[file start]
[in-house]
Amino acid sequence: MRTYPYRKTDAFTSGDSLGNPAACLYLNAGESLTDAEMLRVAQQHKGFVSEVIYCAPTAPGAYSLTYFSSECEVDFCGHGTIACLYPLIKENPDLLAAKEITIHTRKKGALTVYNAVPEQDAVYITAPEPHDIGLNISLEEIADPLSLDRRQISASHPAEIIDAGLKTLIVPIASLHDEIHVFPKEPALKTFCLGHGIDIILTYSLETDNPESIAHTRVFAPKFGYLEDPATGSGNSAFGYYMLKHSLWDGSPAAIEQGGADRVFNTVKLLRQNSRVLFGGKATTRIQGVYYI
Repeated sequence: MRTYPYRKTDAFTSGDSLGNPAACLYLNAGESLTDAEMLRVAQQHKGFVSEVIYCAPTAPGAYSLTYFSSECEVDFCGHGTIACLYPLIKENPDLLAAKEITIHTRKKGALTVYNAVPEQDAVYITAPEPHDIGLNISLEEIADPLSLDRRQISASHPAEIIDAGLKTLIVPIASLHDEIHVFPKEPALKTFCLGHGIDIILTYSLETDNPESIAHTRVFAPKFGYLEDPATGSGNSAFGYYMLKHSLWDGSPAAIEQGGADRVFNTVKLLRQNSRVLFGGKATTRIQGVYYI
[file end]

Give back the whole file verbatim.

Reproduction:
[in-house]
Amino acid sequence: MRTYPYRKTDAFTSGDSLGNPAACLYLNAGESLTDAEMLRVAQQHKGFVSEVIYCAPTAPGAYSLTYFSSECEVDFCGHGTIACLYPLIKENPDLLAAKEITIHTRKKGALTVYNAVPEQDAVYITAPEPHDIGLNISLEEIADPLSLDRRQISASHPAEIIDAGLKTLIVPIASLHDEIHVFPKEPALKTFCLGHGIDIILTYSLETDNPESIAHTRVFAPKFGYLEDPATGSGNSAFGYYMLKHSLWDGSPAAIEQGGADRVFNTVKLLRQNSRVLFGGKATTRIQGVYYI
Repeated sequence: MRTYPYRKTDAFTSGDSLGNPAACLYLNAGESLTDAEMLRVAQQHKGFVSEVIYCAPTAPGAYSLTYFSSECEVDFCGHGTIACLYPLIKENPDLLAAKEITIHTRKKGALTVYNAVPEQDAVYITAPEPHDIGLNISLEEIADPLSLDRRQISASHPAEIIDAGLKTLIVPIASLHDEIHVFPKEPALKTFCLGHGIDIILTYSLETDNPESIAHTRVFAPKFGYLEDPATGSGNSAFGYYMLKHSLWDGSPAAIEQGGADRVFNTVKLLRQNSRVLFGGKATTRIQGVYYI